And you raise a good point about tracking. I believe they use MailChimp, which I know gives some pretty decent free analytics and has the option of selling you more. I’ll follow up with them at some point and ask what they learned.


  9. Hi Patrick,

    Definitely an interesting approach. I think it does a good job of getting the reader interested in who you are, and it’s a refreshing change to as you say, the ‘hard sell’. However, I think there should definitely be a link to your website or information on your book… At the moment it’s a little anti-climactic, and actually leads to a ‘dead end’, and I’m not sure a reader will go out of their way to start their own search.

    I also agree with Jeffery Davis (above) about how the bio is randomly dropped into the newsletter, this could have been done differently. That being said, it’s definitely nice to see publishers branching out with their marketing strategies, and giving their readers a break from all the ‘salesy’ hype.

    All the best with your book 🙂


  10. Behind the Story

    You asked if the essay would have made me more curious about the author and his book. And yes, I think it would. The essay was interesting enough that I would have remembered it and thought in the back of my mind that I might want to read more about this person. I probably wouldn’t have googled you. But if they featured you in another newsletter or somehow made the connection in some future advertising, I’d be even more interested in you because I would already know you to some extent. They can’t wait too long, though, or I might forget what I learned in the first essay. When the book is actually mentioned, the lead-in needs to remind us what we already know and like about you and your story.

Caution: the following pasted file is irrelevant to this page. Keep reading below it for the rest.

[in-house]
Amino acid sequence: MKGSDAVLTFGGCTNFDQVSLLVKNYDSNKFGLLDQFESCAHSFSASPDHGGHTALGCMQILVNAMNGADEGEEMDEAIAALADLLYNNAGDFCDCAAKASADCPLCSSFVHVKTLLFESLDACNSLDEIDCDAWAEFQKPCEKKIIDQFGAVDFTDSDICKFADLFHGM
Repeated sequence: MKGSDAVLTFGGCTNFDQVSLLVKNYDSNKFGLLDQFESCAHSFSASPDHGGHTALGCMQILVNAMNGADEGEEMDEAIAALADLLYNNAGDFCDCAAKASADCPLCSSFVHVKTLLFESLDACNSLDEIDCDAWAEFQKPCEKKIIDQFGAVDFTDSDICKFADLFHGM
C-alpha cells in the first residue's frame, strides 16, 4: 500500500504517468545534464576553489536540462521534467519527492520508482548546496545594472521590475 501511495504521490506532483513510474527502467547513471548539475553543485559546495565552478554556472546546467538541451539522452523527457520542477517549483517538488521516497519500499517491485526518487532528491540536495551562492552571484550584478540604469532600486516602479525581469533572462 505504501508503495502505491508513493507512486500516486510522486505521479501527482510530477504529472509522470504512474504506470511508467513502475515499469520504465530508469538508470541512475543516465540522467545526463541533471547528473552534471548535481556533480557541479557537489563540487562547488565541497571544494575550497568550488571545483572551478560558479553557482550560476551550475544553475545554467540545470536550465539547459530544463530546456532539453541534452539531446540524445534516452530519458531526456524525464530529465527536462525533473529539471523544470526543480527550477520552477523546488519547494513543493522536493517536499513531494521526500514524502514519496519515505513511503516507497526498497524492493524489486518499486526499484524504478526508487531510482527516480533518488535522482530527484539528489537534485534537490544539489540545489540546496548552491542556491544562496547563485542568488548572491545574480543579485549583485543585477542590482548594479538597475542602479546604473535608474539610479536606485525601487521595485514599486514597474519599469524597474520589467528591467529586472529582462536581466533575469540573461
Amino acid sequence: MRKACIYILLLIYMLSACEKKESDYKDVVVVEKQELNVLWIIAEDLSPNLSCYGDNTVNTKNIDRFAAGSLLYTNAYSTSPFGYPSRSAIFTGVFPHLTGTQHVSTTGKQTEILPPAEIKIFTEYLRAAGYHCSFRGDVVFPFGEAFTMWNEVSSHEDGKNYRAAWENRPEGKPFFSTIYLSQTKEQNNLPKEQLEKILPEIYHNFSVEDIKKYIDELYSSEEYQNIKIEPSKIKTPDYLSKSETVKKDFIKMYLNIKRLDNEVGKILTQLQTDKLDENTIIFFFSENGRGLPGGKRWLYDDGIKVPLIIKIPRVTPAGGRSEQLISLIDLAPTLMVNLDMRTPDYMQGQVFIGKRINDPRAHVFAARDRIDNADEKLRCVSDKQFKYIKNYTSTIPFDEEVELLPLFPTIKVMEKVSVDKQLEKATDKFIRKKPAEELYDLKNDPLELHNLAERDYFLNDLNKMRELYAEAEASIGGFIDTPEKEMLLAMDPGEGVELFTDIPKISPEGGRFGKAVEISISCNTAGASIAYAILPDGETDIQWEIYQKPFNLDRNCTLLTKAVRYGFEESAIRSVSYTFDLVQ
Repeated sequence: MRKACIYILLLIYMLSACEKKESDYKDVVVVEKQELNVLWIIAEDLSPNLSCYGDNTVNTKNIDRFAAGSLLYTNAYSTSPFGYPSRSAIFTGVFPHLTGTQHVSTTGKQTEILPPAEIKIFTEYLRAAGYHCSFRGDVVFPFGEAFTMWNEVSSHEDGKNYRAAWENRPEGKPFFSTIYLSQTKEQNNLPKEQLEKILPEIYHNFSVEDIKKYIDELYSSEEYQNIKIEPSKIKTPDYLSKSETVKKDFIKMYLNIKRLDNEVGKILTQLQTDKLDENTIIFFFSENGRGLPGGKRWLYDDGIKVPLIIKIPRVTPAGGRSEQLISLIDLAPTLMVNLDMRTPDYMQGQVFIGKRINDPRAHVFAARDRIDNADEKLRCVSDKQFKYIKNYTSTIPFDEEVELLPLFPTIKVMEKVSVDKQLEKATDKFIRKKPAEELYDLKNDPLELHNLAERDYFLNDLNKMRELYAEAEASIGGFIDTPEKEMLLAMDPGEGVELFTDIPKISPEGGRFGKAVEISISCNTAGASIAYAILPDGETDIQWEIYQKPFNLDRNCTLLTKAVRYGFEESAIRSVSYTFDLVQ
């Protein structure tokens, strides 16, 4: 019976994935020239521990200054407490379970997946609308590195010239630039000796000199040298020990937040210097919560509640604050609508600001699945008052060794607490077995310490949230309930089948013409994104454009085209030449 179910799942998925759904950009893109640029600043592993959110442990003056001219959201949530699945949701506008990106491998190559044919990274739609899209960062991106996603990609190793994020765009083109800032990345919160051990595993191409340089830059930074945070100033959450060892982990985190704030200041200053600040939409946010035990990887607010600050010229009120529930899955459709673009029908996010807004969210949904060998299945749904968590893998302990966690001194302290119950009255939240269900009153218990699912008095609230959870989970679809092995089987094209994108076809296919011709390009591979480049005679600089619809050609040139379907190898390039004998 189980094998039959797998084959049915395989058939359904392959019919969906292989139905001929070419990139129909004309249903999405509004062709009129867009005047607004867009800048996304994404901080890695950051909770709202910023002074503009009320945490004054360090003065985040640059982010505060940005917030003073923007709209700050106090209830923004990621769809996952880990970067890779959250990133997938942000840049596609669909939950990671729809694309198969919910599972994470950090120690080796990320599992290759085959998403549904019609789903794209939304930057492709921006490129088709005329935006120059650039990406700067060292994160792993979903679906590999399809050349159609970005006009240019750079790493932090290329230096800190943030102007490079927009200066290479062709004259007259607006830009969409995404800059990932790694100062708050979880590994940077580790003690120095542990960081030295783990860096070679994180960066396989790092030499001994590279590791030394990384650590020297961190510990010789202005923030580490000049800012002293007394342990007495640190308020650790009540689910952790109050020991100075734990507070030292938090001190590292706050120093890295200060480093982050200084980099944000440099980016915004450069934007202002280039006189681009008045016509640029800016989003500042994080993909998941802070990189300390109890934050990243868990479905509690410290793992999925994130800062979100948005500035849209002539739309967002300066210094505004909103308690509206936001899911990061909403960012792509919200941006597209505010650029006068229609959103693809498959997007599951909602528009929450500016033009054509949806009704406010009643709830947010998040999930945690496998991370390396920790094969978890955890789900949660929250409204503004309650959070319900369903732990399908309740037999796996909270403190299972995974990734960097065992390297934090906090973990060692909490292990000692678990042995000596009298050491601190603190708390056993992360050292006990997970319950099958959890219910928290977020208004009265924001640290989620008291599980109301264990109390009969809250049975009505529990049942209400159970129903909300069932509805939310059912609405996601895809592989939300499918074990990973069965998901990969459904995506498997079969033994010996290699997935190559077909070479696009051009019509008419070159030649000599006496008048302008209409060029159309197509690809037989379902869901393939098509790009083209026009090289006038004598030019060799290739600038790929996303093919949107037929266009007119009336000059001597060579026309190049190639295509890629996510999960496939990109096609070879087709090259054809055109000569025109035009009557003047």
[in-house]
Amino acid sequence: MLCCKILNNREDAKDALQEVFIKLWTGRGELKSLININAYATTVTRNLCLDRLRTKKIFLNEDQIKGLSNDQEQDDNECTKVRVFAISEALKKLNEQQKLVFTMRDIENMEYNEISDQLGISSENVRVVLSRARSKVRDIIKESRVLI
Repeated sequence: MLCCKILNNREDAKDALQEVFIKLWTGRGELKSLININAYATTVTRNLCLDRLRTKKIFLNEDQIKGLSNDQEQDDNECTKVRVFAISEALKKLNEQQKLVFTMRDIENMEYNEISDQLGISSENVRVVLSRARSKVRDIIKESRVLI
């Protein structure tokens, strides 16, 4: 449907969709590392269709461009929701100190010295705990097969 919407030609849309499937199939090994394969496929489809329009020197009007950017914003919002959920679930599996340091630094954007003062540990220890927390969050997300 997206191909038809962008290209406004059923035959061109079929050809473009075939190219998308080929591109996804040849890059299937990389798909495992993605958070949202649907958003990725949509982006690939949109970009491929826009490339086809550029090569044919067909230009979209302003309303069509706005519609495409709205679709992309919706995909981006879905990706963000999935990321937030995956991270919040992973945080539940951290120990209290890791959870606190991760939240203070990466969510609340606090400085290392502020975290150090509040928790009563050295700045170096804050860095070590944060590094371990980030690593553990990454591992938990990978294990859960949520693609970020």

1. I’m glad the essay was engaging; that’s important, and what they were going for. Engaging without hard-selling. You’re right about the delay aspect and memory; heck, I’m starting to have more and more incidents where I stride with determination into a room only to realize I can’t remember why I strode in there to begin with!


  11. Hi Patrick. I think the same as Behind the Story above. I loved the essey, it’s intriguing for me. I think I would remember it a lot better and more easily than any dry presentation of the book, and I think ‘remembering’ is the key point here.

    It may be just me, but for me knowing what kind of person the author is determines a part of my interest in him/her. If their interests are similar to mine, I’ll be more interested in their work. If they had similar experiences to mine, I’ll be likewise interested in them.

    So yes, this kind of approch works for me. I actually find it quite interesting. It’s kind of more human, you know? It isn’t just about ‘buy my book’, it’s more about connecting with people. I like it.